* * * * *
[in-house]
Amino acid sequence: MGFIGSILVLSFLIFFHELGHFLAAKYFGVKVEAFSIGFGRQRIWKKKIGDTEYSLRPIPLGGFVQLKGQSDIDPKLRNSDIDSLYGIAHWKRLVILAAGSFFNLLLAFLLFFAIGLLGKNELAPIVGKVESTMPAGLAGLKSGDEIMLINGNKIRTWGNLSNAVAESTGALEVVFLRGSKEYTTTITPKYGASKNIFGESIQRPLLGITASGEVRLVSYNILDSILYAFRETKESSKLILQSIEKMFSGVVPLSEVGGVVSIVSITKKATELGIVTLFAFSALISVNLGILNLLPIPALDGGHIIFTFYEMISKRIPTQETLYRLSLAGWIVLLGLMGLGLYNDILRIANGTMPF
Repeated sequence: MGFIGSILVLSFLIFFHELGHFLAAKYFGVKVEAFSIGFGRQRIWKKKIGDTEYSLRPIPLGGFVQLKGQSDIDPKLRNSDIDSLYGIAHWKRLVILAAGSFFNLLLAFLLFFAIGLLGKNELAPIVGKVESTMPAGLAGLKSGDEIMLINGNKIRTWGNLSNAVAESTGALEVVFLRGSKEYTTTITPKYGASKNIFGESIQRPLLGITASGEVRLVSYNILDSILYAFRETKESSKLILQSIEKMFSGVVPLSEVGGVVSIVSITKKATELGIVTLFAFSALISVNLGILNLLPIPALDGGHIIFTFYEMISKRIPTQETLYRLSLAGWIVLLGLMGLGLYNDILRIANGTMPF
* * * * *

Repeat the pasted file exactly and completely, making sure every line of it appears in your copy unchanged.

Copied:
[in-house]
Amino acid sequence: MGFIGSILVLSFLIFFHELGHFLAAKYFGVKVEAFSIGFGRQRIWKKKIGDTEYSLRPIPLGGFVQLKGQSDIDPKLRNSDIDSLYGIAHWKRLVILAAGSFFNLLLAFLLFFAIGLLGKNELAPIVGKVESTMPAGLAGLKSGDEIMLINGNKIRTWGNLSNAVAESTGALEVVFLRGSKEYTTTITPKYGASKNIFGESIQRPLLGITASGEVRLVSYNILDSILYAFRETKESSKLILQSIEKMFSGVVPLSEVGGVVSIVSITKKATELGIVTLFAFSALISVNLGILNLLPIPALDGGHIIFTFYEMISKRIPTQETLYRLSLAGWIVLLGLMGLGLYNDILRIANGTMPF
Repeated sequence: MGFIGSILVLSFLIFFHELGHFLAAKYFGVKVEAFSIGFGRQRIWKKKIGDTEYSLRPIPLGGFVQLKGQSDIDPKLRNSDIDSLYGIAHWKRLVILAAGSFFNLLLAFLLFFAIGLLGKNELAPIVGKVESTMPAGLAGLKSGDEIMLINGNKIRTWGNLSNAVAESTGALEVVFLRGSKEYTTTITPKYGASKNIFGESIQRPLLGITASGEVRLVSYNILDSILYAFRETKESSKLILQSIEKMFSGVVPLSEVGGVVSIVSITKKATELGIVTLFAFSALISVNLGILNLLPIPALDGGHIIFTFYEMISKRIPTQETLYRLSLAGWIVLLGLMGLGLYNDILRIANGTMPF